Sunday, 25 June 2017

Rosemary and Rue by Seanan McGuire

Rosemary and Rue by Seanan McGuire is the first book in the rather long (ten books and counting, not to mention a large pile of short fiction) October Daye series. I picked it up because the series has been shortlisted for the inaugural Best Series Hugo Award, and because I've been wanting to read more of McGuire's back catalogue.

October "Toby" Daye, a changeling who is half human and half fae, has been an outsider from birth. After getting burned by both sides of her heritage, Toby has denied the Faerie world, retreating to a "normal" life. Unfortunately for her, the Faerie world has other ideas...

The murder of Countess Evening Winterrose pulls Toby back into the fae world. Unable to resist Evening's dying curse, which binds her to investigate, Toby must resume her former position as knight errant and renew old alliances. As she steps back into fae society, dealing with a cast of characters not entirely good or evil, she realizes that more than her own life will be forfeited if she cannot find Evening's killer.

In many ways, this is a pretty standard kind of urban fantasy book; set in modern times, with a slightly but not too magical heroine who is (was) a private investigator and has to solve a supernatural murder. That doesn't mean it's a bad read and many of the details made this quite an enjoyable read for me. For one thing, there wasn't much of a romantic plot line, always a plus. (I still remember an urban fantasy I read where the hero apparently smelled of pine air-freshener and I am still not over the grossness.) It deals sensibly with themes of abuse and incorporates lots of different mythologies in the worldbuilding. I can see how there would be a lot of fodder for many more books in the series.

I also found it interesting that Toby isn't actually very young. It seems to me that these sorts of heroines often are, but although Toby looks relatively young, because of her half-faerie blood, she is past what would be middle-age for a human. That gives mer more scope in life experiences and allows her to take a more mature retrospective view of her past, and choices she made that other kids may now be making. She speaks frankly about negative aspects of her past, which I thought was good (introspection, etc) but which might also come off as heavy handed. I'm a little undecided, but I think it's ultimately better not to be too subtle about some of the issues involved.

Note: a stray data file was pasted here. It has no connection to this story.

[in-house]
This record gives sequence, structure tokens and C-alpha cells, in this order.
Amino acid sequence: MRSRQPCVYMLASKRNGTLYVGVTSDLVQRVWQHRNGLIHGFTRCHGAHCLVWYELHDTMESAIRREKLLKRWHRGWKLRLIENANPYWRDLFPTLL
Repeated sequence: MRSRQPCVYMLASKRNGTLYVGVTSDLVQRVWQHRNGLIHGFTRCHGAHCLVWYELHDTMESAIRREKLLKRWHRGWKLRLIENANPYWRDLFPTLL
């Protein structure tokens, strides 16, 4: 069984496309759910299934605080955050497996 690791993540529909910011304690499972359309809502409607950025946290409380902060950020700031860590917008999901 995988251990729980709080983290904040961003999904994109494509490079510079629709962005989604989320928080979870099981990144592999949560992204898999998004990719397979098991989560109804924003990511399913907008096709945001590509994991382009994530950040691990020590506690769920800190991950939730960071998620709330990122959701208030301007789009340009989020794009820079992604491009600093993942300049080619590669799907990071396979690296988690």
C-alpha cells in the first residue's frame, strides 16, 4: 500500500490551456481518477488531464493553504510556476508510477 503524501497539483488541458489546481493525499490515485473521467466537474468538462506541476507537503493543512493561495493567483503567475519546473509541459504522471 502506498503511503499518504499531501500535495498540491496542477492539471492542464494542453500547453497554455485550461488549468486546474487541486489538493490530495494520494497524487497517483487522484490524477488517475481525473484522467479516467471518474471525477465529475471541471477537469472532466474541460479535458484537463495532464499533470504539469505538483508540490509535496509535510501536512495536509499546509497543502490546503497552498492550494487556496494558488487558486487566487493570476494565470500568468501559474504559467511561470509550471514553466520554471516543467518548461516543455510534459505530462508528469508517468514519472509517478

Rosemary and Rue was a complete story but, of course, leaves the story open for Toby to have a lot more adventures because there will always be more problems in Faerie that need solving. I am keen to read more of the series but I expect I will end up spacing them out a bit due to too-many-books-too-little-time syndrome. (I have also been told by a couple of people that they really pick up from around book three, so hmm.)

4 / 5 stars

First published: 2009, DAW Books
Series: October Daye book 1 of ? (11 comes out later this year)
Format read: omnibus ePub
Source: Hugo voter packet


  1. I'm reading this on my iPad. I bought it because the author was coming to Continuum this year, but didn't get it finished on time. I have to say, Seanan McGuire was very good value for money,a very funny and entertaining speaker. I will really have to finish it. I like urban fantasy, though mostly Charles De Lint. Melissa Marr is also interesting, as a PhD who really knows her folklore.

    I must admit, though, that this one was just a bit disappointing in that I'd expected more of a whodunnit with a Faerie PI. Maybe the next book?

    1. It was her first published novel, so I think a bit of leeway is allowed. Apparently they start getting really good from book 3 (or so I've been told).